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Extension > Garden > Yard and Garden > Soils and composting > Structures for backyard composting

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Structures for backyard composting

Robert J. Mugaas and Thomas R. Halbach

Why a structure?

Un-enclosed compost piles are usually not permitted in an urban setting since these kinds of piles tend to spread out and become unsightly. Enclosing your compost pile in a structure helps keep materials from being blown around. It also encourages faster and more thorough composting because the outer portion of the pile acts as an insulator which allows higher temperatures to be reached and maintained near the center.

Diagram of netting surrounding a cylindrical mass
Illustration of brings around compost

The style of structure that is right for you depends on how much space and compostable material you have available. There are many types of manufactured structures available through garden centers or mail-order catalogs, or you can build one yourself.

The objective is to hold your compostable materials in a cylindrical or cubical mass that is about 3' to 5' in each direction. Smaller sizes tend to not develop enough heat, and larger sizes often do not allow adequate penetration of air and water. There should be openings to allow for the addition of water or removing finished compost. The structure can be built from cement blocks, brick, wood or other materials. Wood should be rot resistant such as redwood or cedar or pressure treated with a wood preservative. Timbers treated with creosote or pentachlorophenol should be avoided.

illustration of a barrel on two blocks

Several types of compost structures are shown below. For more complete information on composting techniques, see Extension Bulletin Composting and Mulching: A Guide to Managing Organic Yard Wastes which is available for a small fee, or other literature which may be obtained from the University of Minnesota Extension in your county.

A simple structure can be made from wire fencing or snow fence. Multiply the diameter you want by 3.14 to determine the length of fence needed. Fasten with wire or 3 or 4 chain clips. When you need to turn the pile, peel the fence away and set it up nearby. Turn the compost into the structure in its new location.

Compost bins can be made from cement blocks or bricks. Lay them without mortar, leaving spaces between blocks to permit aeration. Build a three-sided, square, or three-bin unit. The potential for instability of loosely stacked blocks or bricks may make this structure an inappropriate choice if located near areas where children play.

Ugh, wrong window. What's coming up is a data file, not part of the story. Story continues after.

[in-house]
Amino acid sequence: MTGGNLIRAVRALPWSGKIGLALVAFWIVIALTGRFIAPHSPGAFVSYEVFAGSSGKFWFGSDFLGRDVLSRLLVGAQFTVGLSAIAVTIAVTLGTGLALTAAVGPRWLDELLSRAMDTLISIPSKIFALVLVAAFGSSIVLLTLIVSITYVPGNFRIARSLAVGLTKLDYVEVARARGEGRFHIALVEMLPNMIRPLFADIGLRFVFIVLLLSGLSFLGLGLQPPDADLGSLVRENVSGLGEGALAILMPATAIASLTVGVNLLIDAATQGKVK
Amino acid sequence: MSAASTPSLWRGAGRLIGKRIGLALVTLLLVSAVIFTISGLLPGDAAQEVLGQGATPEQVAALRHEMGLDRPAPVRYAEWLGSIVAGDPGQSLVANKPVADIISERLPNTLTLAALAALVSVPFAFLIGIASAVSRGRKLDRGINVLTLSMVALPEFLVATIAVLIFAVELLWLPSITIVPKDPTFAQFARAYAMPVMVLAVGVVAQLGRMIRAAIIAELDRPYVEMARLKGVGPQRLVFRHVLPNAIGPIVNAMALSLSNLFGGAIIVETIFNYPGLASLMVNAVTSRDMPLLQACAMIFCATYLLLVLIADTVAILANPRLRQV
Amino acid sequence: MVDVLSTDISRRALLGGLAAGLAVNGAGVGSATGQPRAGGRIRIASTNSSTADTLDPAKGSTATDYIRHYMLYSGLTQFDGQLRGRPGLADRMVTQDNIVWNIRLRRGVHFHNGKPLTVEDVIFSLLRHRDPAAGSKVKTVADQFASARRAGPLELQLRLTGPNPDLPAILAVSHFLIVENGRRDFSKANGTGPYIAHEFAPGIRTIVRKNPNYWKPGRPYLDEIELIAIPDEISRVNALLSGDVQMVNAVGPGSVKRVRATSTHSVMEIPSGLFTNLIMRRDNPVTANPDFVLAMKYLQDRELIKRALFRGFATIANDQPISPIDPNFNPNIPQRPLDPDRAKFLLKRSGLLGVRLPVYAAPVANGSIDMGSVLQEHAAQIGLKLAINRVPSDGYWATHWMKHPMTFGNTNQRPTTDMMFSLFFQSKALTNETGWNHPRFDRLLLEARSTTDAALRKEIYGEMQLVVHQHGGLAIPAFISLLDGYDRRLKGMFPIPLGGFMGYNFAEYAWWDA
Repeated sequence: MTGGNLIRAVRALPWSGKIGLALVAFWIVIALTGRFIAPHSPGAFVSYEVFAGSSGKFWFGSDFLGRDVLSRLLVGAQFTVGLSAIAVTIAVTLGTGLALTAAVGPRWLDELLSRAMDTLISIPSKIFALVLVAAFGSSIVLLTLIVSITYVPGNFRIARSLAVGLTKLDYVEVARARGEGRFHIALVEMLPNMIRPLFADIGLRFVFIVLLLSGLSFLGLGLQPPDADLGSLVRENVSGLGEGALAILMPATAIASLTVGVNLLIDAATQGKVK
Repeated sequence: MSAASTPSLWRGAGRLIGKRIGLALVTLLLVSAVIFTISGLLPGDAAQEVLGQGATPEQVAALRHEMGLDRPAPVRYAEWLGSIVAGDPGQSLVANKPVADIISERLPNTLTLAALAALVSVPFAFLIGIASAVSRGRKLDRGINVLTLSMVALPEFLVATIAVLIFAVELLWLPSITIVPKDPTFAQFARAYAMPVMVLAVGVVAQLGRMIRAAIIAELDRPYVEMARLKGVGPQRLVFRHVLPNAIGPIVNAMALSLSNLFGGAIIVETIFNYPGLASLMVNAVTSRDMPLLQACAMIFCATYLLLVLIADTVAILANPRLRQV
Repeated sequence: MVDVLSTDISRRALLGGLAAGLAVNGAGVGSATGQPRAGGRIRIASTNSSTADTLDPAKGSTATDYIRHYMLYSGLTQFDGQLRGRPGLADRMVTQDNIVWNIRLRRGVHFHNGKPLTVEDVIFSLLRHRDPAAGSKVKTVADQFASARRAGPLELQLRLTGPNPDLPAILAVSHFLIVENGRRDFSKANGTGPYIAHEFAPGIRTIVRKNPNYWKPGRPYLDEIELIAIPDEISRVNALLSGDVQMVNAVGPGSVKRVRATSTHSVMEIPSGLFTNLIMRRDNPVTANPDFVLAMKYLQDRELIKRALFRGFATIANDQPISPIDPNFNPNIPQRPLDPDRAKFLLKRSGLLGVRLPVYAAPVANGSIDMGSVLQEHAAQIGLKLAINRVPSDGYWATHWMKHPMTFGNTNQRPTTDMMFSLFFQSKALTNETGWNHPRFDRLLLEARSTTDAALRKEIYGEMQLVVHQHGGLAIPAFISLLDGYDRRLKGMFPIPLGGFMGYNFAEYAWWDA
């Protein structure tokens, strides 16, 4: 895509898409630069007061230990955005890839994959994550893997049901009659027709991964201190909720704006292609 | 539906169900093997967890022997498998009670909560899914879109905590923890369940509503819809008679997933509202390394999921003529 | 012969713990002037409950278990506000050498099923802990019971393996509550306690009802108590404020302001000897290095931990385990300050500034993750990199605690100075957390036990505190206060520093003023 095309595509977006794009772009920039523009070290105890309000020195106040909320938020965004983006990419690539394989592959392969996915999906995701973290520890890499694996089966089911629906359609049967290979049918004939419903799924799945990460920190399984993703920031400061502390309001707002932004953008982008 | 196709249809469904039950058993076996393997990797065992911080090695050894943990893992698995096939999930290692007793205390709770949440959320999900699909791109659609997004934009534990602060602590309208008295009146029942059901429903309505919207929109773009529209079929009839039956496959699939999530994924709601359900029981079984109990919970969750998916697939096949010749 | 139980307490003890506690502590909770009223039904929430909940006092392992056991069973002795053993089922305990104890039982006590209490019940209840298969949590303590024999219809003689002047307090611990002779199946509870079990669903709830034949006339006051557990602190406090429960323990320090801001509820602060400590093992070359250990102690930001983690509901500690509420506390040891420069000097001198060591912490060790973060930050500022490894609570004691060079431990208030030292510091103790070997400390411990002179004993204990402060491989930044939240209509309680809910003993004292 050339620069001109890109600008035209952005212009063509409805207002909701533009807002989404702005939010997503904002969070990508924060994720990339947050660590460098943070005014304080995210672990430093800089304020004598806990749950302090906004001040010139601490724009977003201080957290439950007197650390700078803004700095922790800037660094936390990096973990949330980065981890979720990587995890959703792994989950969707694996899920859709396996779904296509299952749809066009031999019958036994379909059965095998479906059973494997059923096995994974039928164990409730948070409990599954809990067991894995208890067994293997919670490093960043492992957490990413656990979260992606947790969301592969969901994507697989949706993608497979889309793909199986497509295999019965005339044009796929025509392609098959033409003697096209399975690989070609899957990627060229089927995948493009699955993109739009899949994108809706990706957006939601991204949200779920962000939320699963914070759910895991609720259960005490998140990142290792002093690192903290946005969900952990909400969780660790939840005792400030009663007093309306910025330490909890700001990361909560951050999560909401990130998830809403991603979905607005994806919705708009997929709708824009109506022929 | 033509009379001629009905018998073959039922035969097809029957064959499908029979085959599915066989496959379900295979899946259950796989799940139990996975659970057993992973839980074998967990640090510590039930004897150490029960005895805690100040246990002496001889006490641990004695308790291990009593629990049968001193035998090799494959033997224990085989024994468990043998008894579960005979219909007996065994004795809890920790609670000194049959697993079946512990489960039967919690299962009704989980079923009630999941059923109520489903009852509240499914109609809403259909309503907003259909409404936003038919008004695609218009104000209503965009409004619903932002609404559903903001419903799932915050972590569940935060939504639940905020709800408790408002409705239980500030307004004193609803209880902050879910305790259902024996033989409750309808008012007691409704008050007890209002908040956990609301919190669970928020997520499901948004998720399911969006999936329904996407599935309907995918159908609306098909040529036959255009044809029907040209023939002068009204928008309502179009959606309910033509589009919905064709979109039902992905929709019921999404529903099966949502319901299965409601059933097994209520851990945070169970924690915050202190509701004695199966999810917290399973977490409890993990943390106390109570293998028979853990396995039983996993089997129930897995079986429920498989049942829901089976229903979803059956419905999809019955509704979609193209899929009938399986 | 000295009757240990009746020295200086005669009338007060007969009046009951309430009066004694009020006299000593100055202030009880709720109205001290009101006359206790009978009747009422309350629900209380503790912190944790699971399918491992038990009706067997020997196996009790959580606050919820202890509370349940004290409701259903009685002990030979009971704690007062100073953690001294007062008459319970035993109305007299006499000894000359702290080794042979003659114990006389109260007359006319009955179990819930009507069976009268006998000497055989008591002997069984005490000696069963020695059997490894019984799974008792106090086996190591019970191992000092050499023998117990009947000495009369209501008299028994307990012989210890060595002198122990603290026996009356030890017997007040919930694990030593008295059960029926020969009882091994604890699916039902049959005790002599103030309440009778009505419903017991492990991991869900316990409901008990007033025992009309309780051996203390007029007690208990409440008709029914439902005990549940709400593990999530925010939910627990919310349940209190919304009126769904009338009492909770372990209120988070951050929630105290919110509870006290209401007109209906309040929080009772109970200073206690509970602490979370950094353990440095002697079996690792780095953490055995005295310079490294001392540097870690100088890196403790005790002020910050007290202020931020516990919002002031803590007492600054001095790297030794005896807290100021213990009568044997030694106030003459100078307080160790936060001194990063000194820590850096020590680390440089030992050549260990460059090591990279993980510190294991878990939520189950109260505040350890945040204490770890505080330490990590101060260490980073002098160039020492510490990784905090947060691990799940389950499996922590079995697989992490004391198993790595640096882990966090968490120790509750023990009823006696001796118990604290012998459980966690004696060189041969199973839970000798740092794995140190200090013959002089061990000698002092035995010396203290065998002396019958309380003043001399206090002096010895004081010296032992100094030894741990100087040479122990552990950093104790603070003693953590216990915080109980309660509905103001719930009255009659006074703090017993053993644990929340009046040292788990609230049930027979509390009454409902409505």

A barrel composter can be built from a 55 gallon drum. Drill 6-9 rows of 1/2" holes over the length of the barrel to let air circulate. Fill 3/4 full of material. Every few days lay it down and roll it over a few times to mix. Use a barrel that has not been used for toxic substances.

illustration of a cube wood and wire structure
illustration of a square wood and wire structure
illustatrion of three wood and wire structures next to each other

Portable wood and wire composting bin

This unit is very flexible. It works well in small spaces as a holding unit for yard wastes or as a portable turning unit for kitchen and yard wastes. The unit can be easily moved to turn piles or build a new one: Simply undo the latches, pull the sides apart and move it.

A very efficient and durable structure for fast composting is a three-chambered bin. It holds a considerable amount of compost, and allows good air circulation. The three-chambered bin works on an assembly line idea, having three batches of compost in varying stages of decomposition. The compost material is started in the first bin and allowed to heat up for three to five weeks. Next, it is turned into the middle bin for another four to seven weeks, while a new batch of material is started in the first bin. Finally, the material in the middle bin is turned into the last bin as finished or nearly finished compost.

Illustrations taken from Minnesota Extension publication Composting and Mulching: A Guide to Managing Organic Yard Wastes Wisconsin Department of Natural Resources publication "How to Make Compost," and publications of the Seattle Tilth Association.

Reviewed 2009

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